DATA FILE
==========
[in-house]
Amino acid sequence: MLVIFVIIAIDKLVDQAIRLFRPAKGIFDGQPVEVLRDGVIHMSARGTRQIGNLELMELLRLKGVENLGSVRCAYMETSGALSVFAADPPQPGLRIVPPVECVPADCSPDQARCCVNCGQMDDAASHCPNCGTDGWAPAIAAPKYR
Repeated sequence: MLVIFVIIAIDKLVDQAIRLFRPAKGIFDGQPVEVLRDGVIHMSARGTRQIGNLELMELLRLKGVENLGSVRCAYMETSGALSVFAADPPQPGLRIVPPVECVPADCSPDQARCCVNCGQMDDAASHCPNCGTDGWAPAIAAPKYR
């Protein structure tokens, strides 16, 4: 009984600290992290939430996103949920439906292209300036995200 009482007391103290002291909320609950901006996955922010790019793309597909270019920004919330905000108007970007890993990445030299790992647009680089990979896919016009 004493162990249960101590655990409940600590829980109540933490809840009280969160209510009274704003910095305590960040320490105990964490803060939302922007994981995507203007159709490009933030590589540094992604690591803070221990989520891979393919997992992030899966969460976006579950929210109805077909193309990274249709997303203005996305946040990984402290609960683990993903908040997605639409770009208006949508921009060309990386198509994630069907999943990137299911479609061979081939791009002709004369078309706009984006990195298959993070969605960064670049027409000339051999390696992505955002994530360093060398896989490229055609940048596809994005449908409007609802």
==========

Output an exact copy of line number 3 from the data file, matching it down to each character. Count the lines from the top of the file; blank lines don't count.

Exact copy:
Repeated sequence: MLVIFVIIAIDKLVDQAIRLFRPAKGIFDGQPVEVLRDGVIHMSARGTRQIGNLELMELLRLKGVENLGSVRCAYMETSGALSVFAADPPQPGLRIVPPVECVPADCSPDQARCCVNCGQMDDAASHCPNCGTDGWAPAIAAPKYR